Blocking of irrelevant memories by posterior alpha activity boosts memory encoding

Authors

  • Hyojin Park,

    1. Department of Nuclear Medicine, Seoul National University College of Medicine, Seoul, Korea
    2. Institute of Radiation Medicine, Medical Research Center, Seoul National University, Seoul, Korea
    3. Interdisciplinary Program in Cognitive Science, Seoul National University, Seoul, Korea
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  • Dong Soo Lee,

    Corresponding author
    1. Department of Nuclear Medicine, Seoul National University College of Medicine, Seoul, Korea
    2. Institute of Radiation Medicine, Medical Research Center, Seoul National University, Seoul, Korea
    3. Interdisciplinary Program in Cognitive Science, Seoul National University, Seoul, Korea
    4. WCU Department of Molecular Medicine and Biopharmaceutical Sciences, Graduate School of Convergence Science and Technology and College of Medicine or College of Pharmacy, Seoul National University, Seoul, Korea
    • Correspondence to: Dong Soo Lee, Department of Nuclear Medicine, Seoul National University College of Medicine, 101 Daehak-ro, Jongno-gu, Seoul 110-744, Korea. E-mail: dsl@snu.ac.kr or Chun Kee Chung, MEG Center, Department of Neurosurgery, Seoul National University College of Medicine, 101 Daehak-ro, Jongno-gu, Seoul 110-744, Korea. E-mail: chungc@snu.ac.kr

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  • Eunjoo Kang,

    1. Department of Psychology, Kangwon National University, Chuncheon, Korea
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  • Hyejin Kang,

    1. Department of Nuclear Medicine, Seoul National University College of Medicine, Seoul, Korea
    2. Data Science for Knowledge Creation Research Center, Seoul National University, Seoul, Korea
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  • Jarang Hahm,

    1. Department of Nuclear Medicine, Seoul National University College of Medicine, Seoul, Korea
    2. Institute of Radiation Medicine, Medical Research Center, Seoul National University, Seoul, Korea
    3. Interdisciplinary Program in Cognitive Science, Seoul National University, Seoul, Korea
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  • June Sic Kim,

    1. MEG Center, Department of Neurosurgery, Seoul National University College of Medicine, Seoul, Korea
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  • Chun Kee Chung,

    Corresponding author
    1. Interdisciplinary Program in Cognitive Science, Seoul National University, Seoul, Korea
    2. MEG Center, Department of Neurosurgery, Seoul National University College of Medicine, Seoul, Korea
    • Correspondence to: Dong Soo Lee, Department of Nuclear Medicine, Seoul National University College of Medicine, 101 Daehak-ro, Jongno-gu, Seoul 110-744, Korea. E-mail: dsl@snu.ac.kr or Chun Kee Chung, MEG Center, Department of Neurosurgery, Seoul National University College of Medicine, 101 Daehak-ro, Jongno-gu, Seoul 110-744, Korea. E-mail: chungc@snu.ac.kr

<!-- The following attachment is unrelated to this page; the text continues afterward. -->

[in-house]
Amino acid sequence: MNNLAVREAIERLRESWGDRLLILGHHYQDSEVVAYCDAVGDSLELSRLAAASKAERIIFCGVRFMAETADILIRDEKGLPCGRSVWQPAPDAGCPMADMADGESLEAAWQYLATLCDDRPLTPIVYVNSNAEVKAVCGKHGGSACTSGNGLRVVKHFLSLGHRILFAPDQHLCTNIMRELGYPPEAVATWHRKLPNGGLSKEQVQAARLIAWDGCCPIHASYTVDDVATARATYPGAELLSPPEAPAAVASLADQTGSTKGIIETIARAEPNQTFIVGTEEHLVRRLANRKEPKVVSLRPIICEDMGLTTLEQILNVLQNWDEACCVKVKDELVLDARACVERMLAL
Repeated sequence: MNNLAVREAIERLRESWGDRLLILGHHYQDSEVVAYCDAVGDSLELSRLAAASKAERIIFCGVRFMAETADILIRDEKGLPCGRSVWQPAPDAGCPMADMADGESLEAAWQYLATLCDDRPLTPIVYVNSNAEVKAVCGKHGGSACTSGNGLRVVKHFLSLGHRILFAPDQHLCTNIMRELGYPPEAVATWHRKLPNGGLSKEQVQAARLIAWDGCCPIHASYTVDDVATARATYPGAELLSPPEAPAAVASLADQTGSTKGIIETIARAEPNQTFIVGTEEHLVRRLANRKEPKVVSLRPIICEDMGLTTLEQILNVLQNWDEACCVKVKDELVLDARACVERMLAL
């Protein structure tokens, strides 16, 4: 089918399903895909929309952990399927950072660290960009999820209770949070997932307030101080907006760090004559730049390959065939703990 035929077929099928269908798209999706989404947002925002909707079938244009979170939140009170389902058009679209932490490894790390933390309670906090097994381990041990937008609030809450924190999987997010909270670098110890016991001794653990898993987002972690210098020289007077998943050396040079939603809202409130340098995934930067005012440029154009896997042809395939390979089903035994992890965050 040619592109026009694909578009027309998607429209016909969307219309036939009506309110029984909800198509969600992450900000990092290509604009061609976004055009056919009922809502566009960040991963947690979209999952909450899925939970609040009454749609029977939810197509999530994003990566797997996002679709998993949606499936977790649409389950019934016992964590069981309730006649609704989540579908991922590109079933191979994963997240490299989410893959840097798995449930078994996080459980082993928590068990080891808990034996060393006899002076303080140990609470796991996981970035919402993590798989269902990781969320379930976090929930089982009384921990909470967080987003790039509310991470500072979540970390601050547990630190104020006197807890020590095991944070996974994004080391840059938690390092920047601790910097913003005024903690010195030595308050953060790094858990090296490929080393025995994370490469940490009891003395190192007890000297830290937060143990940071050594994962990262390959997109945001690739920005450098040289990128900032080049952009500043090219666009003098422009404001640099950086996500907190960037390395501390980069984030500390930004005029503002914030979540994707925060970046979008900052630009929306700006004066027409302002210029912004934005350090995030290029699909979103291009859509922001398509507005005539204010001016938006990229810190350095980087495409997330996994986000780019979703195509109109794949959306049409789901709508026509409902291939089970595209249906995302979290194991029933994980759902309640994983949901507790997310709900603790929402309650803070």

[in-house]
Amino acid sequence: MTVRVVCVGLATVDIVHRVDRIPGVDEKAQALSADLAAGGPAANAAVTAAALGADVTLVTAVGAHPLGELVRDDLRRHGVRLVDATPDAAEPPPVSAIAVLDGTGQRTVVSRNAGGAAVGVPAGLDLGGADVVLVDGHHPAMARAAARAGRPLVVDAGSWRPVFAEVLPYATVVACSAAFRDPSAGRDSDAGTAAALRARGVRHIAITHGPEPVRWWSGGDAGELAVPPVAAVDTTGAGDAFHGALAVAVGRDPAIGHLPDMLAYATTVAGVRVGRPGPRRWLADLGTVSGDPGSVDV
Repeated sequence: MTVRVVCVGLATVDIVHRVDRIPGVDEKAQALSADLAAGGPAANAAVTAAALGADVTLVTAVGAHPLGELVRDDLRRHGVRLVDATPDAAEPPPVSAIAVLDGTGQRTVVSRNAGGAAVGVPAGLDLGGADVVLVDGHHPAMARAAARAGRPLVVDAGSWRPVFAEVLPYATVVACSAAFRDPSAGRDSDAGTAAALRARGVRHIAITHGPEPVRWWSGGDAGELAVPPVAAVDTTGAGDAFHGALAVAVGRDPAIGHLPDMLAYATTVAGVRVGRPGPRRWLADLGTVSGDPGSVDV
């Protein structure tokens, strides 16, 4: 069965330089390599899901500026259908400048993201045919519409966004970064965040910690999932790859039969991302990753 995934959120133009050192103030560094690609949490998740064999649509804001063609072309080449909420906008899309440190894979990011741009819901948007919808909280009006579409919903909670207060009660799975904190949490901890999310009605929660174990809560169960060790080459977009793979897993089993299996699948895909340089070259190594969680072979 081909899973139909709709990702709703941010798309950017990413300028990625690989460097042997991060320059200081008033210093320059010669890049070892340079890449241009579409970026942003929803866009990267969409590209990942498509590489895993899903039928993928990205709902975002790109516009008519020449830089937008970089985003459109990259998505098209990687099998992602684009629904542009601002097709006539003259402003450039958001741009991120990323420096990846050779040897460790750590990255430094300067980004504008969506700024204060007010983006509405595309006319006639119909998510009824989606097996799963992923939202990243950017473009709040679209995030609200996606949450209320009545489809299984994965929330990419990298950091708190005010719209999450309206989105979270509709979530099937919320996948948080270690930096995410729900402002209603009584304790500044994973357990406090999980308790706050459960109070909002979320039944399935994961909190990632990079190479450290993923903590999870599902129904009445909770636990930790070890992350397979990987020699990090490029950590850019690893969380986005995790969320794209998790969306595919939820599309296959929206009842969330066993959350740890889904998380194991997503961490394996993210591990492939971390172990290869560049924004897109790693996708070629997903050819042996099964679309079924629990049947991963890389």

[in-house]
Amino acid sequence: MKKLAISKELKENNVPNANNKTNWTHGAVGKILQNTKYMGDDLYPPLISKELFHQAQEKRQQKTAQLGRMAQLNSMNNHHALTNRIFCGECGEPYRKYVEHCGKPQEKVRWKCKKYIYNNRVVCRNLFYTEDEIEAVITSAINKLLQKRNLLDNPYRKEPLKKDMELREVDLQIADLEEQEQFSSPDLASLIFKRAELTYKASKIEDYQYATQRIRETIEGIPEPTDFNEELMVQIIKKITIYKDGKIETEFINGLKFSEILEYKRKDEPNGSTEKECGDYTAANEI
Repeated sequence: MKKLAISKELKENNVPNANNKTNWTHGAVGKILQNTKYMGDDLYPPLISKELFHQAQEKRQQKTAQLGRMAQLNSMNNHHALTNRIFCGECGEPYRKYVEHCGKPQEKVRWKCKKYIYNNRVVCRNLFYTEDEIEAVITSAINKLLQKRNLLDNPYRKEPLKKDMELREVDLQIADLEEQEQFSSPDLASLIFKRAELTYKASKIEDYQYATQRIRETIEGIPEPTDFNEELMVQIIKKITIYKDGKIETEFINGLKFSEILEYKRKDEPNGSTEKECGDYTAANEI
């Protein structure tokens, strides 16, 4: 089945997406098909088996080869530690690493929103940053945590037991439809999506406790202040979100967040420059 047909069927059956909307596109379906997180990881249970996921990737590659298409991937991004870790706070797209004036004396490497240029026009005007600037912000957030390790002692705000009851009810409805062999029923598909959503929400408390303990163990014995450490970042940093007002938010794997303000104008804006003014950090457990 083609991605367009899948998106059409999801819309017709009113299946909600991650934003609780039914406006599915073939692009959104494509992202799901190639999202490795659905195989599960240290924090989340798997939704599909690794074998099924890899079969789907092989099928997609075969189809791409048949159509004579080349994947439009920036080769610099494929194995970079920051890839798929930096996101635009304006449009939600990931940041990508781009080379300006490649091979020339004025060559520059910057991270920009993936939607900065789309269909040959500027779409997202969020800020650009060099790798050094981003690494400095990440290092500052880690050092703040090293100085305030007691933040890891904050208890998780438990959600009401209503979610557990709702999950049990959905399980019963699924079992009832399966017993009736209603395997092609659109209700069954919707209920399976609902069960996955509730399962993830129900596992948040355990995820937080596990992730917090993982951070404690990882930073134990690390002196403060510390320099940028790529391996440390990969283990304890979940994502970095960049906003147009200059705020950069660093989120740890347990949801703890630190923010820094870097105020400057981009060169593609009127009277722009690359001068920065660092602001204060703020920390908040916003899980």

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  • Ole Jensen

    1. Donders Institute for Brain, Cognition and Behaviour, Radboud University Nijmegen, Nijmegen, The Netherlands
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Abstract

In our daily lives, we are confronted with a large amount of information. Because only a small fraction can be encoded in long-term memory, the brain must rely on powerful mechanisms to filter out irrelevant information. To understand the neuronal mechanisms underlying the gating of information into long-term memory, we employed a paradigm where the encoding was directed by a “Remember” or a “No-Remember” cue. We found that posterior alpha activity increased prior to the “No-Remember” stimuli, whereas it decreased prior to the “Remember” stimuli. The sources were localized in the parietal cortex included in the dorsal attention network. Subjects with a larger cue-modulation of the alpha activity had better memory for the to-be-remembered items. Interestingly, alpha activity reflecting successful inhibition following the “No-Remember” cue was observed in the frontal midline structures suggesting preparatory inhibition was mediated by anterior parts of the dorsal attention network. During the presentation of the memory items, there was more gamma activity for the “Remember” compared to the “No-Remember” items in the same regions. Importantly, the anticipatory alpha power during cue predicted the gamma power during item. Our findings suggest that top-down controlled alpha activity reflects attentional inhibition of sensory processing in the dorsal attention network, which then finally gates information to long-term memory. This gating is achieved by inhibiting the processing of visual information reflected by neuronal synchronization in the gamma band. In conclusion, the functional architecture revealed by region-specific changes in the alpha activity reflects attentional modulation which has consequences for long-term memory encoding. Hum Brain Mapp 35:3972–3987, 2013. © 2013 Wiley Periodicals, Inc.

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